In late November a Senior Financial Analyst with Public Consulting Group (PCG), Jill Seime, joined the Carroll County Board of Supervisor meeting, presenting a proposal to help the county recoup Medicaid losses from ambulance services. Seime explained that the GEMT program, designed by the Centers for Medicare and Medicaid Services (CMS), covers the estimated more than 80 percent loss in Medicaid covered emergency transports. The county would fill out a cost report for a match and then pay the state share of that up front to get the federal and state share back in full. PCG would then take a contingency fee of nine percent on the net gain, which does not include the state match. Supervisors this week reviewed the proposal and discussed whether or not the county should partner with PCG. Rich Ruggles says with one extension already used, they should move ahead. Dean Schettler however, had questions on the language of the agreement.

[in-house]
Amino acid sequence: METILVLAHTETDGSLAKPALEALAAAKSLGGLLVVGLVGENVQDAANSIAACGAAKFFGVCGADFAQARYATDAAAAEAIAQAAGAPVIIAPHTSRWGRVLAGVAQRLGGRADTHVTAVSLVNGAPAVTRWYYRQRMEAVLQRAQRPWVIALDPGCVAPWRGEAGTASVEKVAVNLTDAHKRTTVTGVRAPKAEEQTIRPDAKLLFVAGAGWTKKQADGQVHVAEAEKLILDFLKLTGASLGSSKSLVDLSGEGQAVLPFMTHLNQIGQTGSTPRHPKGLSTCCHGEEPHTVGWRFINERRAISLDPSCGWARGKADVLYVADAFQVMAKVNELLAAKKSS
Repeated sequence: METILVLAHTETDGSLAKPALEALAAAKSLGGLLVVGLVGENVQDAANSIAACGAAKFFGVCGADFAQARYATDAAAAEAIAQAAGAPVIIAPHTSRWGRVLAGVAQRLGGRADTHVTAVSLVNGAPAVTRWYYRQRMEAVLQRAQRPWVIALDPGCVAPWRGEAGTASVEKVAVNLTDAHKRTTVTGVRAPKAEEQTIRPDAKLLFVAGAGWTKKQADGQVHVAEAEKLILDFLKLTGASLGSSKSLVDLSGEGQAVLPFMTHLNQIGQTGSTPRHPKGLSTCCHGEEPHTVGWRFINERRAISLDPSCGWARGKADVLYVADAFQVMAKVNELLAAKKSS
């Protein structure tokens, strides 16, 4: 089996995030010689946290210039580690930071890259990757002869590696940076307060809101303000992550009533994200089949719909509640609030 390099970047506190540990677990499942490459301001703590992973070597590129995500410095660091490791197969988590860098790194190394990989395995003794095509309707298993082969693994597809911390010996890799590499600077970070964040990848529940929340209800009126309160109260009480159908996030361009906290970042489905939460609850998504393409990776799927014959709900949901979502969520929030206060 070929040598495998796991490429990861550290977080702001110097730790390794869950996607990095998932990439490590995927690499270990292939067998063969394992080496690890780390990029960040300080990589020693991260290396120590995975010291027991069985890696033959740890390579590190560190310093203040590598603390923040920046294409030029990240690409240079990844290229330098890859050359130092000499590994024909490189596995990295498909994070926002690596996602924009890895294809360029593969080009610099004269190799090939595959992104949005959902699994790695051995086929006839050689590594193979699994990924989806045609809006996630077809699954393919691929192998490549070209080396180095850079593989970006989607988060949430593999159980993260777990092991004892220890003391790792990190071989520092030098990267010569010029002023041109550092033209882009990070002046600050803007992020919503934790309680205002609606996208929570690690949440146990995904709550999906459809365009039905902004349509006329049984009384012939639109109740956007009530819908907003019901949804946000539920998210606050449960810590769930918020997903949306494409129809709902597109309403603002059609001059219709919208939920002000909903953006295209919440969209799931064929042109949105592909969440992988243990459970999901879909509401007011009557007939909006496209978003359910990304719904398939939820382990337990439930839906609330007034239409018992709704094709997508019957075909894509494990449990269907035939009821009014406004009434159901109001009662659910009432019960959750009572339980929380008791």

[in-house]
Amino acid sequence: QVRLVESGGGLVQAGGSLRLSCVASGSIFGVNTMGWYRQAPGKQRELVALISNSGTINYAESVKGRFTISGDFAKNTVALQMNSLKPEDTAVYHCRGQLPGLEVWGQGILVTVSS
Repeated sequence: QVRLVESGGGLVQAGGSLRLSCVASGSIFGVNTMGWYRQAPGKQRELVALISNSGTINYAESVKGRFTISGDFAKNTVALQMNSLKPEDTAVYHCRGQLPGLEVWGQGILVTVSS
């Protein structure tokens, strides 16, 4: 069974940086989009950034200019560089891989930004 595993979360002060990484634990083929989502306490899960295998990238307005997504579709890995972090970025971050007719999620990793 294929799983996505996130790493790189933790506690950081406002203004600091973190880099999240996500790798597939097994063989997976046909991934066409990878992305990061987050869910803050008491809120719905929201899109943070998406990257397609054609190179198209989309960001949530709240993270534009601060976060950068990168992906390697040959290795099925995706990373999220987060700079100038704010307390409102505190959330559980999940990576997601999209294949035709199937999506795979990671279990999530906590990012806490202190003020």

Chair, Gene Meiners explained to Schettler that the up-front payment is not to PCG, but rather a payment of the state match. PCG’s payment is supposed to come out of the final received from the federal government. Ruggles, however, says he is fine with making sure everyone is comfortable before signing.
County Attorney, John Werden, has reviewed the contract and made no comment on it, but Ruggles says he may not have been aware of that part of the process. Carroll County Ambulance Services Director, Darrell Baker, explained how he understood the program to work. He believes they will pay about a month or so ahead of the quarter end and then they will receive the entire payment back, less the PCG fee relatively shortly after that.
The board has decided to wait until next week before considering action and have proposed that Seim be invited to join their meeting on Monday, Jan 11 or that she provide some type of written response to answer all questions.